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Experiential Travel
By Kathy Bunbury
By Kathleen M. Mangan
By Margie Goldsmith
By Robyn Levy
By Robyn Levy
By Lynne Christen
By Margie Goldsmith
By Brian Powell
By The Affluent Traveler
By The Affluent Traveler | 07/19/2011
By Margie Goldsmith | 07/19/2011
By Sara Pucely | 07/18/2011
By Nicole Mazza
By Malia Vrooman | 04/07/2009
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Family Travel
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Off the Beaten Path
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Time to Thrive
Taken by Turkiye
By Malia Vrooman

Türkiye– better known as Turkey to most by Westerners—has always fascinated me with its epic history and vibrant culture.  One of the oldest continuously inhabited regions in the world, this dramatic landscape of traditional charm and modern conveniences provides a spectacular travel experience.

Being that this was my first escorted tour through Turkey, I was especially excited about having the chance to experience many of the sights that also make it a land of timeless beauty. Joining me on this trip was my Aunt Mary, who like me, has shared interest in exploring Turkey’s many unique wonders.

Where the Modern World Meets Old World Tradition

Our adventure began with a lengthy, yet very comfortable flight aboard Turkish Air.  Onboard, we enjoyed plenty of entertainment and several meals before arriving at Istanbul Ataturk Airport where our waiting bus transfer escorted us to our hotel.

During the ride to the hotel we passed large ships and fishing boats along the picturesque Sea of Marmara.  As we neared Istanbul, its imposing stone walls seem to climb towards the sky right before our eyes. Built by Byzantine Emperor, Theodosius II (408-450 A.D.), these massive walls surround much of the city and were originally constructed to protect it from invaders.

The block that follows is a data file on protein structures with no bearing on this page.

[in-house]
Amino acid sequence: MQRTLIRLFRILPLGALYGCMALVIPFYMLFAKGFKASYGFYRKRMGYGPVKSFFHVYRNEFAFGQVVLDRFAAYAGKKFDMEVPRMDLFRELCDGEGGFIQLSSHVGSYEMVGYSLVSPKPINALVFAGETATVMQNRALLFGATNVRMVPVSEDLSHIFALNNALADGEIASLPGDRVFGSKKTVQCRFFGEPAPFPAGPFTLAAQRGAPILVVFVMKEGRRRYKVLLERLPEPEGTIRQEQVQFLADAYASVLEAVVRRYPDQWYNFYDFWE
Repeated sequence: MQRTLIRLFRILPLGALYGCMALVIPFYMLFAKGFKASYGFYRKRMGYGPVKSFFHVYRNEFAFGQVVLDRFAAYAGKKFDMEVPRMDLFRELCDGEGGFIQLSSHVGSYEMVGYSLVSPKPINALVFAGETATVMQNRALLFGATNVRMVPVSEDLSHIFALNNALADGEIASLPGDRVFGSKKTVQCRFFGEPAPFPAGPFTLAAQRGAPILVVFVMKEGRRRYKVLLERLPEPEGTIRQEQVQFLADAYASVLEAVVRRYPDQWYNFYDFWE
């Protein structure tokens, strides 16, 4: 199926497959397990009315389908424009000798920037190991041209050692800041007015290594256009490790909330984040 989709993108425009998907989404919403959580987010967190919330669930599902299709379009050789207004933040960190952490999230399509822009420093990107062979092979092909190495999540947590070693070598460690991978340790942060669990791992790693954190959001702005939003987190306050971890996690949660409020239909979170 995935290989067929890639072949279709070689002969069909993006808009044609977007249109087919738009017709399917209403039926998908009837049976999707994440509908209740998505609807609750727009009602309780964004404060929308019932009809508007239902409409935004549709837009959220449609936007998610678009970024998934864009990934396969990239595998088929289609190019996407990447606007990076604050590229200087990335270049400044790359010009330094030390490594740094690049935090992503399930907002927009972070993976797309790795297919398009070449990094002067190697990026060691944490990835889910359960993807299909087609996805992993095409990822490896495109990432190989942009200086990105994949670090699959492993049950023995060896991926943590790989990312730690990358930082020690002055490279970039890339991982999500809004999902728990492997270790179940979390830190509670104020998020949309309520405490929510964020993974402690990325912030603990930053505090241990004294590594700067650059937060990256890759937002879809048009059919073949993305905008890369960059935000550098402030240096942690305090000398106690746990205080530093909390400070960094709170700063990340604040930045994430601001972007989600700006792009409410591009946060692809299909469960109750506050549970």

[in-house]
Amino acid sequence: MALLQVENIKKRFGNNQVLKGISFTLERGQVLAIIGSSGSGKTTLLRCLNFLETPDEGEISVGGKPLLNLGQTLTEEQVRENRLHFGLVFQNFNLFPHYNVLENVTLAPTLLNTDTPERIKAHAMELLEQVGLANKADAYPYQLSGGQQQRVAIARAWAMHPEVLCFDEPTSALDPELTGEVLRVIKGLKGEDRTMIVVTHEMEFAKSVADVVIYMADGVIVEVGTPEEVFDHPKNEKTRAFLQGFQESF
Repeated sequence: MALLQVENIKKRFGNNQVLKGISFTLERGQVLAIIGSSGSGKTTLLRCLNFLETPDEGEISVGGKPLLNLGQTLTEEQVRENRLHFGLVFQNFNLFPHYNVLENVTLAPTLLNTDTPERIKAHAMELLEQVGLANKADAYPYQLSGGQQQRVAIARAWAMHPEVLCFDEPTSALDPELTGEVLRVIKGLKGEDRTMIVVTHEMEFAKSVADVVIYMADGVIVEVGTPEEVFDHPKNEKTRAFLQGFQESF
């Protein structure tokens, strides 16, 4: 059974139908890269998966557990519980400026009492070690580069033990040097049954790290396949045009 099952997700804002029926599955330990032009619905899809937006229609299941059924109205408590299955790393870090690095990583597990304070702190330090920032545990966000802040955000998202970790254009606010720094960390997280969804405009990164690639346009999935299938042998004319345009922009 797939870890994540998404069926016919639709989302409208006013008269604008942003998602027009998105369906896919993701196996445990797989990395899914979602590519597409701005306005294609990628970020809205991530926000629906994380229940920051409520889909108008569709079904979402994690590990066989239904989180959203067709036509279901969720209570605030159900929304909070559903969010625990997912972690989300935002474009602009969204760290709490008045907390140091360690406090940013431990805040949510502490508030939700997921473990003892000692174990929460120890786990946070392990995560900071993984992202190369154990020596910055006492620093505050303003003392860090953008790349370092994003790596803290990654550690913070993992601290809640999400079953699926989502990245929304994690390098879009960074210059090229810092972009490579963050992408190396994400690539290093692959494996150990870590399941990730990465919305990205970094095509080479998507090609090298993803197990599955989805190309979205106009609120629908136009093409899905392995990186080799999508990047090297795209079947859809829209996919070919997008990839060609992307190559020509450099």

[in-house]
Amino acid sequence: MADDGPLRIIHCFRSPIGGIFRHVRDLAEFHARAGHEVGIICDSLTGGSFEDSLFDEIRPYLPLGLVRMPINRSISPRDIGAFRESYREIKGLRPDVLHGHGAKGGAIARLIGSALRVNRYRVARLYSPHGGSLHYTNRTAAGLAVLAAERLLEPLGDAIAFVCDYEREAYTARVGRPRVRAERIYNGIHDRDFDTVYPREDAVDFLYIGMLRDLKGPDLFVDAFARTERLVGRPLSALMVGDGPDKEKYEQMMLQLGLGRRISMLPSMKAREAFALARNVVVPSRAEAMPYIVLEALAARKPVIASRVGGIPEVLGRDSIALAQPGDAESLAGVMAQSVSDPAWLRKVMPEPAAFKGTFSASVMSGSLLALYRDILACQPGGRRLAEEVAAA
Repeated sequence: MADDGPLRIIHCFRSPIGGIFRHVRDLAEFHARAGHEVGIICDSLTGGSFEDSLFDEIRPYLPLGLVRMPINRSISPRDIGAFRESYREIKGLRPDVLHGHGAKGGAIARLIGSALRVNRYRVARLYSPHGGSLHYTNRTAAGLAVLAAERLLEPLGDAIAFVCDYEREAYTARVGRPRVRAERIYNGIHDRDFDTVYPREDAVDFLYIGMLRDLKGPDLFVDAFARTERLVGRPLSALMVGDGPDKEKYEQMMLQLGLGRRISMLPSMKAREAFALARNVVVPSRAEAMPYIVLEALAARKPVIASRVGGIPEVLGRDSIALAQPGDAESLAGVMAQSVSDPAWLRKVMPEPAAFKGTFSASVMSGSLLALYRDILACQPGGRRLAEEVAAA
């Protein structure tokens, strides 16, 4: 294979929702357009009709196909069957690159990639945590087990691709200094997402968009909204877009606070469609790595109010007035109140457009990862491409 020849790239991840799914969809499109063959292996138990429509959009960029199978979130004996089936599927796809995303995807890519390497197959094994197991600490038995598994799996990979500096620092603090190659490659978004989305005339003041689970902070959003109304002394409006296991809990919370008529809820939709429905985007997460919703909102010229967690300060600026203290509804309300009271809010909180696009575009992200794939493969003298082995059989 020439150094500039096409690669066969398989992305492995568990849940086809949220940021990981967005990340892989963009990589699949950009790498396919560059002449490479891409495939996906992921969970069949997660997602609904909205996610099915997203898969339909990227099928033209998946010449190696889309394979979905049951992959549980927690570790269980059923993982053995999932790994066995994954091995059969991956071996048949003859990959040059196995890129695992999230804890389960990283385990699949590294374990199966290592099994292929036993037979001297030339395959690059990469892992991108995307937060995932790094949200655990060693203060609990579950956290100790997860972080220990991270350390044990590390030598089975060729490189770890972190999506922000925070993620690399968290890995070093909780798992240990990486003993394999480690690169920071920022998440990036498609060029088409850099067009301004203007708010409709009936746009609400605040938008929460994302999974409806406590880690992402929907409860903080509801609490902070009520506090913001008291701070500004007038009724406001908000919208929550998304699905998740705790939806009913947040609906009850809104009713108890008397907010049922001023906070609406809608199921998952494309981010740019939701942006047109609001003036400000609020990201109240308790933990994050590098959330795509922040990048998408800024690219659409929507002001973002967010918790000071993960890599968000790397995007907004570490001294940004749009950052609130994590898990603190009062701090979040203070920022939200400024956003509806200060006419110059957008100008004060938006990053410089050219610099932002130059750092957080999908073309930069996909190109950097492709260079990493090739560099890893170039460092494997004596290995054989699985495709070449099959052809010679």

Today, Istanbul retains its dazzling maze of narrow streets with traditional storefronts and street vendors selling vibrant clothing, jewelry, produce, and nearly anything else you can imagine. Shopping is clearly a national sport throughout all of Turkey and visitors will discover countless bargaining opportunities to land the perfect souvenir.

Having arrived at our hotel after an exciting ride from the airport, we settled in to our room.  Later that evening we would gather with our tour group to meet our charismatic and knowledgeable guide, Charlie, to go over the details of our upcoming adventure. 

Ancient History and Breathtaking Architecture

We began our first full day of the tour bright and early at the Ministry of Justice and the Blue Mosque.  At the Ministry of Justice we saw a lovely fountain that was given to the Turkish people from Germany. This gift was highly regarded as the weather in the city can be quite warm and the fountain would provide cool water for generations.  Afterwards, we viewed a 3,000 year old obelisk—a tall, narrow, four-sided, tapered monument ending in a pyramid-like shape at the top — that was a gift of the Egyptian government.